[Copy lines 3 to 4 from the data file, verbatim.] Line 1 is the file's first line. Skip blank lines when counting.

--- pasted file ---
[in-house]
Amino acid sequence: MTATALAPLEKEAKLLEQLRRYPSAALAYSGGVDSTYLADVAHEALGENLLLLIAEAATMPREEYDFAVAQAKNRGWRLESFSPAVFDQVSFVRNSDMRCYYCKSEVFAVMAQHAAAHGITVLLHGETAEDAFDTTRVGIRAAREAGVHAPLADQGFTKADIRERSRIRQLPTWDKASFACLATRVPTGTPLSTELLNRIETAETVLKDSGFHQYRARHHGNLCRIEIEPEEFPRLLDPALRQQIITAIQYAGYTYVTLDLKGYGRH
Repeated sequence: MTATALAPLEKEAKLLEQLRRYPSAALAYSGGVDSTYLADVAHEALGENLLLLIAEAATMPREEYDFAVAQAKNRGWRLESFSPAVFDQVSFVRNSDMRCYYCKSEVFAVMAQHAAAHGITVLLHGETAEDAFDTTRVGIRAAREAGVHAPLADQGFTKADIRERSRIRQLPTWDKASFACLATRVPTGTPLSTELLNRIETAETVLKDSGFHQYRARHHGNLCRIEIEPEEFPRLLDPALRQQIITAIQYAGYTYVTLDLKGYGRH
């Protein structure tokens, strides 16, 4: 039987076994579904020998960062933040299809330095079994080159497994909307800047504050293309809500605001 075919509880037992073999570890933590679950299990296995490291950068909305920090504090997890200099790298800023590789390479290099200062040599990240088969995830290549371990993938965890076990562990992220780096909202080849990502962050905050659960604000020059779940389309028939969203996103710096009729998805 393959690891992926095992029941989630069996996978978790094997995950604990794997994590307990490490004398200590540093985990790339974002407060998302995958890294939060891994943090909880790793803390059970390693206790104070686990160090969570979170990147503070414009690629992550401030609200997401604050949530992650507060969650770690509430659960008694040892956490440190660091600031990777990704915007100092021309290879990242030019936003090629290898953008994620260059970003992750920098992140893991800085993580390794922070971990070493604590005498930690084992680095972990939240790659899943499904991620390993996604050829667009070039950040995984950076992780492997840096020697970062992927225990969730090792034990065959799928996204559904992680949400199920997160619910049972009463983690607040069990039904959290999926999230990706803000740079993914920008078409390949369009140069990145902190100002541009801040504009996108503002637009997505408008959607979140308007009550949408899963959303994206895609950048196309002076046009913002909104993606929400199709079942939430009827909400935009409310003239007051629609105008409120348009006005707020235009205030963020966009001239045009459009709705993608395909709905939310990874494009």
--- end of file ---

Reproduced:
Repeated sequence: MTATALAPLEKEAKLLEQLRRYPSAALAYSGGVDSTYLADVAHEALGENLLLLIAEAATMPREEYDFAVAQAKNRGWRLESFSPAVFDQVSFVRNSDMRCYYCKSEVFAVMAQHAAAHGITVLLHGETAEDAFDTTRVGIRAAREAGVHAPLADQGFTKADIRERSRIRQLPTWDKASFACLATRVPTGTPLSTELLNRIETAETVLKDSGFHQYRARHHGNLCRIEIEPEEFPRLLDPALRQQIITAIQYAGYTYVTLDLKGYGRH
């Protein structure tokens, strides 16, 4: 039987076994579904020998960062933040299809330095079994080159497994909307800047504050293309809500605001 075919509880037992073999570890933590679950299990296995490291950068909305920090504090997890200099790298800023590789390479290099200062040599990240088969995830290549371990993938965890076990562990992220780096909202080849990502962050905050659960604000020059779940389309028939969203996103710096009729998805 393959690891992926095992029941989630069996996978978790094997995950604990794997994590307990490490004398200590540093985990790339974002407060998302995958890294939060891994943090909880790793803390059970390693206790104070686990160090969570979170990147503070414009690629992550401030609200997401604050949530992650507060969650770690509430659960008694040892956490440190660091600031990777990704915007100092021309290879990242030019936003090629290898953008994620260059970003992750920098992140893991800085993580390794922070971990070493604590005498930690084992680095972990939240790659899943499904991620390993996604050829667009070039950040995984950076992780492997840096020697970062992927225990969730090792034990065959799928996204559904992680949400199920997160619910049972009463983690607040069990039904959290999926999230990706803000740079993914920008078409390949369009140069990145902190100002541009801040504009996108503002637009997505408008959607979140308007009550949408899963959303994206895609950048196309002076046009913002909104993606929400199709079942939430009827909400935009409310003239007051629609105008409120348009006005707020235009205030963020966009001239045009459009709705993608395909709905939310990874494009």